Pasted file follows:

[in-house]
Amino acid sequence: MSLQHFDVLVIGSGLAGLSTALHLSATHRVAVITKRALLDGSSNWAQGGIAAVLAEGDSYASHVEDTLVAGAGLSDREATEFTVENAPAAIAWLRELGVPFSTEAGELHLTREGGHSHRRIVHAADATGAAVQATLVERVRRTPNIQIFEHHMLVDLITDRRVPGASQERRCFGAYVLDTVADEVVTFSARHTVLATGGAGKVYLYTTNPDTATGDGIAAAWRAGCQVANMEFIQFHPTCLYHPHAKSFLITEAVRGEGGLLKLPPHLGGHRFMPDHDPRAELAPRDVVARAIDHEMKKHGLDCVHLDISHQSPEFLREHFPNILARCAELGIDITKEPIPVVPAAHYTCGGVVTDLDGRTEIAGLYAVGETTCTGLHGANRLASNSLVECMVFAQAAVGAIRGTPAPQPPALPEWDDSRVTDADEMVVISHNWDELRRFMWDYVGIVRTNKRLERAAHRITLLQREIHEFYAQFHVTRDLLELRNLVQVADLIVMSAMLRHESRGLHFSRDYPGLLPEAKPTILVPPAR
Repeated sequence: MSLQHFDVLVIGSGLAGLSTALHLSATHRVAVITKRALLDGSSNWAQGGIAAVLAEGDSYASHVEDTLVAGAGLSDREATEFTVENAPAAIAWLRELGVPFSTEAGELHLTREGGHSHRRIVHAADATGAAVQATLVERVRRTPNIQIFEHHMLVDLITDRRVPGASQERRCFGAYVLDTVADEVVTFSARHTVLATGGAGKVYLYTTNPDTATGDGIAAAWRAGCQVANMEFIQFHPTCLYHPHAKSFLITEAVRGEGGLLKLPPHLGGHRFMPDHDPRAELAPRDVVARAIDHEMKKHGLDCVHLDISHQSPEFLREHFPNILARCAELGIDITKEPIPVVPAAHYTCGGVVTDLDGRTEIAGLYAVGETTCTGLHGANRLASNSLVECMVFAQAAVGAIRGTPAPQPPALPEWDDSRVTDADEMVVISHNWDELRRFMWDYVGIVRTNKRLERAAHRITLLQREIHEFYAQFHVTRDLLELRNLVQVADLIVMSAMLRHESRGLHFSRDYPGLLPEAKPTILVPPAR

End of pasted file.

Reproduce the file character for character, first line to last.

[in-house]
Amino acid sequence: MSLQHFDVLVIGSGLAGLSTALHLSATHRVAVITKRALLDGSSNWAQGGIAAVLAEGDSYASHVEDTLVAGAGLSDREATEFTVENAPAAIAWLRELGVPFSTEAGELHLTREGGHSHRRIVHAADATGAAVQATLVERVRRTPNIQIFEHHMLVDLITDRRVPGASQERRCFGAYVLDTVADEVVTFSARHTVLATGGAGKVYLYTTNPDTATGDGIAAAWRAGCQVANMEFIQFHPTCLYHPHAKSFLITEAVRGEGGLLKLPPHLGGHRFMPDHDPRAELAPRDVVARAIDHEMKKHGLDCVHLDISHQSPEFLREHFPNILARCAELGIDITKEPIPVVPAAHYTCGGVVTDLDGRTEIAGLYAVGETTCTGLHGANRLASNSLVECMVFAQAAVGAIRGTPAPQPPALPEWDDSRVTDADEMVVISHNWDELRRFMWDYVGIVRTNKRLERAAHRITLLQREIHEFYAQFHVTRDLLELRNLVQVADLIVMSAMLRHESRGLHFSRDYPGLLPEAKPTILVPPAR
Repeated sequence: MSLQHFDVLVIGSGLAGLSTALHLSATHRVAVITKRALLDGSSNWAQGGIAAVLAEGDSYASHVEDTLVAGAGLSDREATEFTVENAPAAIAWLRELGVPFSTEAGELHLTREGGHSHRRIVHAADATGAAVQATLVERVRRTPNIQIFEHHMLVDLITDRRVPGASQERRCFGAYVLDTVADEVVTFSARHTVLATGGAGKVYLYTTNPDTATGDGIAAAWRAGCQVANMEFIQFHPTCLYHPHAKSFLITEAVRGEGGLLKLPPHLGGHRFMPDHDPRAELAPRDVVARAIDHEMKKHGLDCVHLDISHQSPEFLREHFPNILARCAELGIDITKEPIPVVPAAHYTCGGVVTDLDGRTEIAGLYAVGETTCTGLHGANRLASNSLVECMVFAQAAVGAIRGTPAPQPPALPEWDDSRVTDADEMVVISHNWDELRRFMWDYVGIVRTNKRLERAAHRITLLQREIHEFYAQFHVTRDLLELRNLVQVADLIVMSAMLRHESRGLHFSRDYPGLLPEAKPTILVPPAR